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CyT joins Chile's fledgling DOC organisation

Published:  25 March, 2015

Concha y Toro, one of Chile's largest international brands, had joined Vigno, a society of small winemakers dedicated to promoting Carignan producers in the Maule Valley.

Vigno, the Vignadores de Carignan, was set up in 2010 by a group of small wine producers working together to improve the positioning of Maule Valley wines through developing a distinctive proposition from old Carignan vines.The Carignan Club, which currently numers fifteen producers, aims to establish a "Secano Interior" appellation in the Maule Valley that is recognised as a DOC, with all wines carrying its logo adhering to a set of agreed criteria. 

The company is releasing Vigno 2013, its first wine created under the Vigno brand, which has been created by CyT's winemaker Marcelo Papa.

Papa said the brand had been keen to take part in the Vigno initiative and the new release showed its commitment to the creation of innovative, cutting-edge wines. "We want to contribute to Vigno and help expand up on the great achievements it has accomplished to date through very high quality wines that are able to demonstrate the qualities of Chile in a valley such as Maule," he said.

He said using the Carignan grape had produced a fresh, attractive and juicy wine with very little oak, that offered black fruit aromas and spice. Carignan vine stock was imported to southern Chile from France after a devastating earthquake in 1939 which devastated Chillán. It was intended to improve the characteristics of Chilean wine and boost agricultural activity.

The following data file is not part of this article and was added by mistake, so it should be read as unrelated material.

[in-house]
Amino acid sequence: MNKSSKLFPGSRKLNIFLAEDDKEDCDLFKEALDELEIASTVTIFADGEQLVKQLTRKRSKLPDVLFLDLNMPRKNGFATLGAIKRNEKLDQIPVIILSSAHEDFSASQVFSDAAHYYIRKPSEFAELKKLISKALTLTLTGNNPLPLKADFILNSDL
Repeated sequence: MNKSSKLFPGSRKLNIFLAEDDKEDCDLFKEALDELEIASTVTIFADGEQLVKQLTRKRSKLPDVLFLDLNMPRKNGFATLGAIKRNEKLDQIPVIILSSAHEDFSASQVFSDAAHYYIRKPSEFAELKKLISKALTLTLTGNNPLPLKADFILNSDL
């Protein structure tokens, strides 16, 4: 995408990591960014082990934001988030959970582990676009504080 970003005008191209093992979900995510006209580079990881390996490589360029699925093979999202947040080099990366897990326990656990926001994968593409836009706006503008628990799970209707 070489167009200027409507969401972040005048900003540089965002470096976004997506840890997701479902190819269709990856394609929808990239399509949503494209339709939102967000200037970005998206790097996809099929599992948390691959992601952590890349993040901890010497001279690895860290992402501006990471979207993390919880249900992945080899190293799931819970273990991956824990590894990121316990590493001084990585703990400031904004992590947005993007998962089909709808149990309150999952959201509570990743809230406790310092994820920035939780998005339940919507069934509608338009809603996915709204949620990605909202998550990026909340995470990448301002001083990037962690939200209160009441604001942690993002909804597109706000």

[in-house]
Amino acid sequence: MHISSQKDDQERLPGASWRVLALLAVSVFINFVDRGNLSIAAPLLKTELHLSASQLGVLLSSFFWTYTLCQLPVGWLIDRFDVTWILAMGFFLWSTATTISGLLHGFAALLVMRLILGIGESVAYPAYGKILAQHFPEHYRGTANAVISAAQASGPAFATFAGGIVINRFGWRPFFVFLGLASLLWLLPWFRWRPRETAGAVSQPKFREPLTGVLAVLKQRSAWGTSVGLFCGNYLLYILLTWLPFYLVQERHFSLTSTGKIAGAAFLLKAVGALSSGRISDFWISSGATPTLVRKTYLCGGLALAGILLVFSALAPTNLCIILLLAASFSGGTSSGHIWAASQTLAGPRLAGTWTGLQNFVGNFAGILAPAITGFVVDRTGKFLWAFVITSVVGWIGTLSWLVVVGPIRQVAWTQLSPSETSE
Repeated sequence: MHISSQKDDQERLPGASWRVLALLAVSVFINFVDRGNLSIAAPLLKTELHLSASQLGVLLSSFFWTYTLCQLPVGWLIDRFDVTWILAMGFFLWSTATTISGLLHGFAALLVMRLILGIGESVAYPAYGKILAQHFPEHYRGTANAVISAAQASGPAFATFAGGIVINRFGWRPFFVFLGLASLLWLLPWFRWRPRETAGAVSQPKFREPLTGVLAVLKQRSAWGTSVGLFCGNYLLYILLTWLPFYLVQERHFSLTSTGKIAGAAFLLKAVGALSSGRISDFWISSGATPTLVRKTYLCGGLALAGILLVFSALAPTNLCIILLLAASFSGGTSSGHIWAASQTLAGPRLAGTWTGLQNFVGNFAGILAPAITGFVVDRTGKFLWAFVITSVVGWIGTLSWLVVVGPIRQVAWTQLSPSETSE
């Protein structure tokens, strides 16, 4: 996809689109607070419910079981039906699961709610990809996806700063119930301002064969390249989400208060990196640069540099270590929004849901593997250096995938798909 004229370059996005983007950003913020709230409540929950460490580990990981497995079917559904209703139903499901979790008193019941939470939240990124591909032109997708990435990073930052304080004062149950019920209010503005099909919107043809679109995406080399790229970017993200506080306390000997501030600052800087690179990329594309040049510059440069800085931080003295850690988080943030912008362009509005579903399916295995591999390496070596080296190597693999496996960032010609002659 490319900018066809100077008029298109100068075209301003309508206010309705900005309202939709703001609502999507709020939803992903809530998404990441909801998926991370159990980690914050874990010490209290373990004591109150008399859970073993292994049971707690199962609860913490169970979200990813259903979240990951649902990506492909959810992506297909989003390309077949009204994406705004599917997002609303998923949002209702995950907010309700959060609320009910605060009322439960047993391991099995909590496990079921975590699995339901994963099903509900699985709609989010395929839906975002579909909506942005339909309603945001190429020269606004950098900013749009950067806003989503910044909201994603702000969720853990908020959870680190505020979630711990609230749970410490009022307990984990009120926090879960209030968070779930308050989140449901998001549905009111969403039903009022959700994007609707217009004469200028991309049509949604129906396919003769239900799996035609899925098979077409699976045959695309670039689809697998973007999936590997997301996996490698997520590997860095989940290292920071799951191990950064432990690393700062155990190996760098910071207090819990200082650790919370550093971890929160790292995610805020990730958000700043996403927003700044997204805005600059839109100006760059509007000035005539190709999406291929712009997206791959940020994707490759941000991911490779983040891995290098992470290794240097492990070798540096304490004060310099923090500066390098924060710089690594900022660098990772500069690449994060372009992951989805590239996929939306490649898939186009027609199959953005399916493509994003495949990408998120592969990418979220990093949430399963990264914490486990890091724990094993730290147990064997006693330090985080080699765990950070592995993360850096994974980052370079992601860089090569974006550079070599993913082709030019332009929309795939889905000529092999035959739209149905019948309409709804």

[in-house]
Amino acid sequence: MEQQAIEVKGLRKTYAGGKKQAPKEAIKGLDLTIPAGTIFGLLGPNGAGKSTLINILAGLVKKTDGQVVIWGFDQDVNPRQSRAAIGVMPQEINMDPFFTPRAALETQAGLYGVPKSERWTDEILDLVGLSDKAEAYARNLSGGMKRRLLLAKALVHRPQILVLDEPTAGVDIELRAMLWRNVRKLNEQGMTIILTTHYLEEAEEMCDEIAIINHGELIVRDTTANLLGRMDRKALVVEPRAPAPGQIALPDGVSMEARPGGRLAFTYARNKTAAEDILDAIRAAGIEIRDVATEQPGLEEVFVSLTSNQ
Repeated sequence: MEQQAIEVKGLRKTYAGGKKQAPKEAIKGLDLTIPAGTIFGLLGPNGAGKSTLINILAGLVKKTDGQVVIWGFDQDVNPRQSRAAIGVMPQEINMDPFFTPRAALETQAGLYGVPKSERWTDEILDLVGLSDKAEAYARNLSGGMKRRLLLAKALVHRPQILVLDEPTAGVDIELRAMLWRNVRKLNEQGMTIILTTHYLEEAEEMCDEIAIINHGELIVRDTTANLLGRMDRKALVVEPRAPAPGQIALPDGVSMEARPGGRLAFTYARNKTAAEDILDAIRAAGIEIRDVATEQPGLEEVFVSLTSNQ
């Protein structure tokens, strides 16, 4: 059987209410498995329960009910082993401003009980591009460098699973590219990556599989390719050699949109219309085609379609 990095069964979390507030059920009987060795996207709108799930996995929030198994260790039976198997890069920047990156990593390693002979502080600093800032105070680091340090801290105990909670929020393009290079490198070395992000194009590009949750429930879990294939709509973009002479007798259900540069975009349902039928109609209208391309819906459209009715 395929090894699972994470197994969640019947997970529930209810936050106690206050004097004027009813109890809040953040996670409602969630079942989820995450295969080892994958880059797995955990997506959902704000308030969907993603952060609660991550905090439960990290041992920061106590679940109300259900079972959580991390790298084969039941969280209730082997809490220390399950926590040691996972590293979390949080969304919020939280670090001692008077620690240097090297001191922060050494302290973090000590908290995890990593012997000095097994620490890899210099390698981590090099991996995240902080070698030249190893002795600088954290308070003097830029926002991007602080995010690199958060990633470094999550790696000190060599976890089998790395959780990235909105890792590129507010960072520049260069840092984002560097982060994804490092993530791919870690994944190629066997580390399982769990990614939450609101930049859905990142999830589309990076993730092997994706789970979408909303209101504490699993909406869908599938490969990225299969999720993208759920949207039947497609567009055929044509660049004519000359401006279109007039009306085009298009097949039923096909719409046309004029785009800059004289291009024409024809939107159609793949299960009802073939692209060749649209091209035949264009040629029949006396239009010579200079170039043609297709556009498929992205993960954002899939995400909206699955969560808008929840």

CyT is by far the body's largest signing, according to Chilean specialist Peter Richards MW, who said it was "huge news" for the society. "Vigno started out as a counter-culture so to have one of the most established brands join it is huge news. But what is the most important thing is that producers are working together though," he said.

Chile is not the most unified country, he argued and producers have tended to be parochial and unwilling to be collaborative.


"As a statement of intent it is massive - it shows that big producers can work with smaller players."

Although Vigno was developed to be very regional, to promote growers of old-vine Carignan grapes, he said there was "no reason" why the idea can't be expanded in other regions of Chile.

"It would be good for the Chilean government to get behind it and make that happen," he said. "The wine industry is doing a better job of lobbying the government recently - it is trying to get more support."

He noted that whereas as European legislation and DOC appellations were set up to protect wine producers and regions from new, in Chile it is the other way around.

"It is necessarily a gradual process, but the precedent is there" he said. "Within Chile there is a melting pot of ideas and creativity which is building on its legacy but which hasn't been well communicated in the past."

Richards was speaking to at the Wines of Chile tasting in London today.